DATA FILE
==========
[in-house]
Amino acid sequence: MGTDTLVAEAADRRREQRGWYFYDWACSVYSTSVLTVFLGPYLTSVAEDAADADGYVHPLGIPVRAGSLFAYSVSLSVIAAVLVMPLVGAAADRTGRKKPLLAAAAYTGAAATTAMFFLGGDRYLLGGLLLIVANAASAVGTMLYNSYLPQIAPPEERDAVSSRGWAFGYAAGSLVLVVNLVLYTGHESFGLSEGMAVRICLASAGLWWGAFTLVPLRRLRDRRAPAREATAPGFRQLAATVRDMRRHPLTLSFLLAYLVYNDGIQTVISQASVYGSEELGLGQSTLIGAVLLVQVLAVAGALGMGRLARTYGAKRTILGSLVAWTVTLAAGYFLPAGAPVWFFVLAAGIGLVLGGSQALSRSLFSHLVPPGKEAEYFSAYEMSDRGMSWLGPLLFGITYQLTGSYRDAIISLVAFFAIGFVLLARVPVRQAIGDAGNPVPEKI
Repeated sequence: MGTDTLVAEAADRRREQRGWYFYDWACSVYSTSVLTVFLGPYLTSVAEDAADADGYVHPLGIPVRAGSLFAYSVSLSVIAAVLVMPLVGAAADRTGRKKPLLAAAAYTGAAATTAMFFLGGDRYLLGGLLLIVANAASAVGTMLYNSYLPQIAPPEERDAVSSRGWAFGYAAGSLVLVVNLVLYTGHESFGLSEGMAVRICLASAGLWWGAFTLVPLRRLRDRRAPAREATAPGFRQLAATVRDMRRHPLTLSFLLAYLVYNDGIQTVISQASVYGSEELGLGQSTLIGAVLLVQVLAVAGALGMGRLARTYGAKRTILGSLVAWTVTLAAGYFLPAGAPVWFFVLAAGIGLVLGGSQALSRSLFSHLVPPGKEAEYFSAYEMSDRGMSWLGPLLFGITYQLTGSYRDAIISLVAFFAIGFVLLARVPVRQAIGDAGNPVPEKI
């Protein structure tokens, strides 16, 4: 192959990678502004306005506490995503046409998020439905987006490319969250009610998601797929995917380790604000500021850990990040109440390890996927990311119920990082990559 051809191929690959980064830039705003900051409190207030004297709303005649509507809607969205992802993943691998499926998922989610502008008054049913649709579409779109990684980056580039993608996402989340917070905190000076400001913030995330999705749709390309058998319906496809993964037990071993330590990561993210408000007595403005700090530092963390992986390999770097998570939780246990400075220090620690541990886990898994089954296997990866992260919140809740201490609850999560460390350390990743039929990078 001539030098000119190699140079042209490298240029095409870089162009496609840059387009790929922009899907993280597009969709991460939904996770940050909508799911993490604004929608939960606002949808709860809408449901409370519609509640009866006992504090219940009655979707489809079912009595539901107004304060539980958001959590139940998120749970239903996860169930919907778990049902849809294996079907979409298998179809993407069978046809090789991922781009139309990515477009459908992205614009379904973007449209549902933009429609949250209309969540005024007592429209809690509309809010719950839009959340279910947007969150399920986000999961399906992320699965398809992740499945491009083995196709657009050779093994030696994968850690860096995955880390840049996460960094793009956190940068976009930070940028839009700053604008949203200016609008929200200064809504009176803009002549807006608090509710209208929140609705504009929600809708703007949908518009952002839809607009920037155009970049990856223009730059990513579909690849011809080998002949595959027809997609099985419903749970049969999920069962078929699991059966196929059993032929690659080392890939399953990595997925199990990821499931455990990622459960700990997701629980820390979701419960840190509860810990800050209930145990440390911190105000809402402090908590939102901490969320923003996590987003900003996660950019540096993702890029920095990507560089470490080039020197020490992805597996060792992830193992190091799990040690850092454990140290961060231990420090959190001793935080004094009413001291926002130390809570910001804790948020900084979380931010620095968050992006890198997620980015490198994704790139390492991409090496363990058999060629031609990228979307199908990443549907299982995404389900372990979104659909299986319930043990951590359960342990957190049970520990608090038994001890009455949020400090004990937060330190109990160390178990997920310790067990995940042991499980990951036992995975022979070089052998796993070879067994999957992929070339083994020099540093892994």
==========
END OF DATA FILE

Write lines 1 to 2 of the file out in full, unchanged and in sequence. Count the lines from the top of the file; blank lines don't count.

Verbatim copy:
[in-house]
Amino acid sequence: MGTDTLVAEAADRRREQRGWYFYDWACSVYSTSVLTVFLGPYLTSVAEDAADADGYVHPLGIPVRAGSLFAYSVSLSVIAAVLVMPLVGAAADRTGRKKPLLAAAAYTGAAATTAMFFLGGDRYLLGGLLLIVANAASAVGTMLYNSYLPQIAPPEERDAVSSRGWAFGYAAGSLVLVVNLVLYTGHESFGLSEGMAVRICLASAGLWWGAFTLVPLRRLRDRRAPAREATAPGFRQLAATVRDMRRHPLTLSFLLAYLVYNDGIQTVISQASVYGSEELGLGQSTLIGAVLLVQVLAVAGALGMGRLARTYGAKRTILGSLVAWTVTLAAGYFLPAGAPVWFFVLAAGIGLVLGGSQALSRSLFSHLVPPGKEAEYFSAYEMSDRGMSWLGPLLFGITYQLTGSYRDAIISLVAFFAIGFVLLARVPVRQAIGDAGNPVPEKI